Mysteries Of The Desert You've Never Heard Of

Deserts make up 33% of Earth's land surface area. Vast but not empty, hostile but not lifeless, deserts have long captured the imagination. Give it water and the desert blooms, take water away and there can soon be no trace that life was ever there. 

For the ancient Egyptians, the desert was the realm of Seth, a god once considered a protecting power, but who later became an agent of chaos and destruction, and who murdered his brother, the fertility god Osiris. To Namibia's Himba people, the desert is "the land God made in anger." Across cultures, the message is clear: stay out.

But for all the seeming danger and emptiness of deserts, they are bursting with enticing mystery. They are places where mirages dance and dunes sing, where cultures can thrive but also quickly vanish. Here are just some of the mysteries that the deserts of the world guard with all the inexorable strength of a sandstorm.

Nabta Playa: The Stonehenge of the Sahara

Nabta Playa is the oldest confirmed astronomical calendar on Earth. In the scorching Sahara Desert, 60 miles west of the famous Egyptian temple of Abu Simbel, the stone circle of Nabta Playa proves that humans were looking to the stars for clues to nature's rhythms over 7,000 years ago, a full millennium before Stonehenge is thought to have been built (via Discover magazine). Interestingly, archeologists discerned the stellar alignments of Nabta Playa fairly quickly. It was other aspects of the site that mystified researchers.

As related by Discovery magazine, Nabta Playa was discovered in the 1960s, and dates to when the Sahara was green and humanity was transitioning from a Neolithic hunter-gatherer existence to one of animal domestication and rudimentary agriculture. There is strong evidence the builders of Nabta Playa were part of a cattle cult, with noting the presence of numerous bovine bones but no human ones.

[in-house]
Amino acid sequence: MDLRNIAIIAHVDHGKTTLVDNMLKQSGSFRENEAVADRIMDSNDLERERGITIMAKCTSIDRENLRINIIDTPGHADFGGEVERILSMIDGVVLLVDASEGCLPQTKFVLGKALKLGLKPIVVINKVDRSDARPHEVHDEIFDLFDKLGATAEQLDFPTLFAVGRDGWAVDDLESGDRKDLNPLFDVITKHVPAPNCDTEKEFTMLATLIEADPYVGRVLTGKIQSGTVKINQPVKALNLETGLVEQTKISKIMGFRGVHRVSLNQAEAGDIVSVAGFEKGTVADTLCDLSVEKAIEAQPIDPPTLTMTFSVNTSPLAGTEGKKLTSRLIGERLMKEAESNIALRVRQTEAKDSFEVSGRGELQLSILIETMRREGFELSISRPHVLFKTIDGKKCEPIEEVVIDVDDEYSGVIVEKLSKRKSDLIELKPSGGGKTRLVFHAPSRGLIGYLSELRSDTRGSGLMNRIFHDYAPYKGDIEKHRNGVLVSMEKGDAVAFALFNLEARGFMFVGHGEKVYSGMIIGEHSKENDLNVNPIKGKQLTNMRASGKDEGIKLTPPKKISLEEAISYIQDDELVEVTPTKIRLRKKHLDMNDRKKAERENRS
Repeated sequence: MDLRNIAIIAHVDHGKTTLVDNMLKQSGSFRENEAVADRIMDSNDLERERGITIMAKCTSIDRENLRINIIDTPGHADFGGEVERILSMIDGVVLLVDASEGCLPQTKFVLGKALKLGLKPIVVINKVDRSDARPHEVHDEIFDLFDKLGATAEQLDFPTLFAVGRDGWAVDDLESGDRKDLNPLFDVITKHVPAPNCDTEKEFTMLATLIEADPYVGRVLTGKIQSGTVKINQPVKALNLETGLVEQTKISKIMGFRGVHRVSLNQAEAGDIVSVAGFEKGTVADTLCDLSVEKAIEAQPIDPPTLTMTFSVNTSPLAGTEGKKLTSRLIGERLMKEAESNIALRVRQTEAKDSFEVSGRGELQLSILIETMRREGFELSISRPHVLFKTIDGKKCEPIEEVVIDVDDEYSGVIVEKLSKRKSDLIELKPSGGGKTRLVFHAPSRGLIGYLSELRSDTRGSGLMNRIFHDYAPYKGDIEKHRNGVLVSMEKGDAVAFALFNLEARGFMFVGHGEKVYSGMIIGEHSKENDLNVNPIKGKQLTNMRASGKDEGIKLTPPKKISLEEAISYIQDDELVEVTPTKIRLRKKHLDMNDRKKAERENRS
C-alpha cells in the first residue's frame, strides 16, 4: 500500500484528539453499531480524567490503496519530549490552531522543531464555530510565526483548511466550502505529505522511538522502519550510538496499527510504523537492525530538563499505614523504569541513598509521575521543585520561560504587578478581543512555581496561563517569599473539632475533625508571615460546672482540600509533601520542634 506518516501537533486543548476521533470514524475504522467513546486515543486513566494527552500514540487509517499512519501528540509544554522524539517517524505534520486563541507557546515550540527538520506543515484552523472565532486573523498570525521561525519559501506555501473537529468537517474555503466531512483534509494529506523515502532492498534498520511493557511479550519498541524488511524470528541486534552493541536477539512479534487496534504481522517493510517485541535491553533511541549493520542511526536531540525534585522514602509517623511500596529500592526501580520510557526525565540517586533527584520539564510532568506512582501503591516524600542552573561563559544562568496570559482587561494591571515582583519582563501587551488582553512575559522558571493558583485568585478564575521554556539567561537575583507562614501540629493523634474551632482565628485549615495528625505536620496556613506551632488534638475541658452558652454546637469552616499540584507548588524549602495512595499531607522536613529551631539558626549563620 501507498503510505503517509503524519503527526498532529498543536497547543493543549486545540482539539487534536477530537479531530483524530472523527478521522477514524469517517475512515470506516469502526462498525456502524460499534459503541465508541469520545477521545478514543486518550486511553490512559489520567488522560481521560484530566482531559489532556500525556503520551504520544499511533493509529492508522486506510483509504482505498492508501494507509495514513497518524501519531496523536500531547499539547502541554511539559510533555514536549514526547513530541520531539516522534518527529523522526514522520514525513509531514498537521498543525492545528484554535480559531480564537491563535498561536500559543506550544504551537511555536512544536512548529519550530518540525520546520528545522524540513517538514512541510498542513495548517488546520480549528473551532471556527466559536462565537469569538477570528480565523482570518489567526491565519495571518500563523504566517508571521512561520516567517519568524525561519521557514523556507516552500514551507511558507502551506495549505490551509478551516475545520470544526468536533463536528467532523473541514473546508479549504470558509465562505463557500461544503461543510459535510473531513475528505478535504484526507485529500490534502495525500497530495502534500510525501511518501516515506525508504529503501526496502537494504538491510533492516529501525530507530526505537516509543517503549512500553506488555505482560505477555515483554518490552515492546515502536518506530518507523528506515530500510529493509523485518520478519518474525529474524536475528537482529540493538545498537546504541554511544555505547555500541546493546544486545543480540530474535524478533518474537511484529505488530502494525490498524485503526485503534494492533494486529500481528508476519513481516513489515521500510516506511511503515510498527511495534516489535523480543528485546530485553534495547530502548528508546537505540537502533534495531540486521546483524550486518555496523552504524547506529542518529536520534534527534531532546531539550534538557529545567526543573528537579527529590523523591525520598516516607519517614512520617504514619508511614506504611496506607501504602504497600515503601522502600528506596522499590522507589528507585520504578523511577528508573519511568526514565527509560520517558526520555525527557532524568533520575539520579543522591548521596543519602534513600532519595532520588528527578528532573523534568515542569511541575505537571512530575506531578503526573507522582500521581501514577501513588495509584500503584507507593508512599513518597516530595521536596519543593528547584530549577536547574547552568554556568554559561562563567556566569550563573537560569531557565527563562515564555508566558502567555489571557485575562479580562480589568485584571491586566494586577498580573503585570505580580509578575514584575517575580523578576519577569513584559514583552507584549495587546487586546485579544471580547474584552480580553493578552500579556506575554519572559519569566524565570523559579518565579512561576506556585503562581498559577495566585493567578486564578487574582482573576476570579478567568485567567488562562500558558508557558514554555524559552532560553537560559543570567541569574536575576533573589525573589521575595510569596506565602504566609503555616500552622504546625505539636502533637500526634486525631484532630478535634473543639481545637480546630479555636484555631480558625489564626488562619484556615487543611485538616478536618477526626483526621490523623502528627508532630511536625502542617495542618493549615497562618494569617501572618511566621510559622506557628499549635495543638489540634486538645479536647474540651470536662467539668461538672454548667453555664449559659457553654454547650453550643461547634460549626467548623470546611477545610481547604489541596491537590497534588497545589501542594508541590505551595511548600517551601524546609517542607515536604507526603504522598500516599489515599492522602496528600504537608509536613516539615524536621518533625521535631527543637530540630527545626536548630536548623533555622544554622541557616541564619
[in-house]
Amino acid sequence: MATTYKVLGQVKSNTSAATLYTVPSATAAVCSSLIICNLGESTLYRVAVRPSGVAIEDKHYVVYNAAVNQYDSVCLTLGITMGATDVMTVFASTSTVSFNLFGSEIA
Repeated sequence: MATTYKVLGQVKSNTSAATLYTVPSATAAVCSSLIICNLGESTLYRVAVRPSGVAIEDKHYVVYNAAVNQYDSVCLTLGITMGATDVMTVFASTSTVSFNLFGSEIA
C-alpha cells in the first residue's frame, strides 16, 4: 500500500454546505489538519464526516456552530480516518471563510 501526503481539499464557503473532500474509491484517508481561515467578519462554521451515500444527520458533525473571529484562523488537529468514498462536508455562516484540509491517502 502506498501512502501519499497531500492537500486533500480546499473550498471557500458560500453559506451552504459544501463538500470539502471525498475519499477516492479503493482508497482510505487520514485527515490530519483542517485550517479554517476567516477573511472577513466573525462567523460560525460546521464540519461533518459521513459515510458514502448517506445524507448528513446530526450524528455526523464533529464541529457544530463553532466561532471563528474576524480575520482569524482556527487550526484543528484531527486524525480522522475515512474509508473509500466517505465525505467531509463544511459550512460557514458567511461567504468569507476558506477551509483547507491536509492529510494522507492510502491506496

Around 5,000 years ago, the Sahara began to dry out (per LiveScience). Forced to find new water sources, the people of Nabta Playa moved, possibly to the Nile Valley. Indeed, archeologists note that when Nabta Playa faded, Ancient Egypt rose. The prehistoric community at Nabta Playa could have been a precursor to that of Hathor, a cow goddess associated with the Milky Way who held immense power in ancient Egypt. Perhaps Nabta Playa was where Egypt began?

The saywas: an Inca power play?

Spanning the Andes from Colombia to Chile and composed of 25,000 miles of 25,000 miles of roads, bridges, tunnels, and causeways, the Qhapaq Ñan was the "interstate system" linking the Inca Empire. Its extent is all the more amazing considering the Inca never used the wheel on a practical scale like the Roman Empire; pack animals and pedestrians traversed the Qhapaq Ñan. Things get even more interesting when the roads enter the Andean deserts.

Looking like cairns, the same kinds of rock piles trekkers leave along paths, the route is interspersed with the saywas. While initial observations assumed they were markers for the Qhapaq Ñan in the desert, the Guardian explains that these pillars may be far more complex, and with a purpose far more profound.

Too carefully constructed to be simple cairns, the saywas' original purpose was lost when the Inca were annihilated by the Spanish in the 16th century, although the Guardian notes that native Felipe Guaman Poma de Ayala recorded saywas as having a theo-solar purpose — that Inti, the Sun God, would "rest" on them. Using telescope data, Dr. Cecilia Sanhueza of the Chilean Pre-Columbian Art Museum confirmed the saywas do indeed align with the sun on certain Inca holidays.

Fairy circles: an Arboreal Mystery

The Namib Desert, which runs along Africa's southwestern coast, is believed to be the oldest desert in the world. It has the highest dunes, is chock-full of diamonds, and has an ecosystem unusual in that it is based largely on coastal fogs rather than any rainfall. It is also home to one of the most niggling unknowns in botany: the fairy circles.

Characterized by a circular patch of barren ground bordered by a ring of particularly abundant grass, the BBC reports that the circles range anywhere from 7 to 49 feet across. And while scientists know their locations, the kinds of grasses involved, and even the life cycle of the rings (24 to 75 years), no one is sure how or why fairy circles form.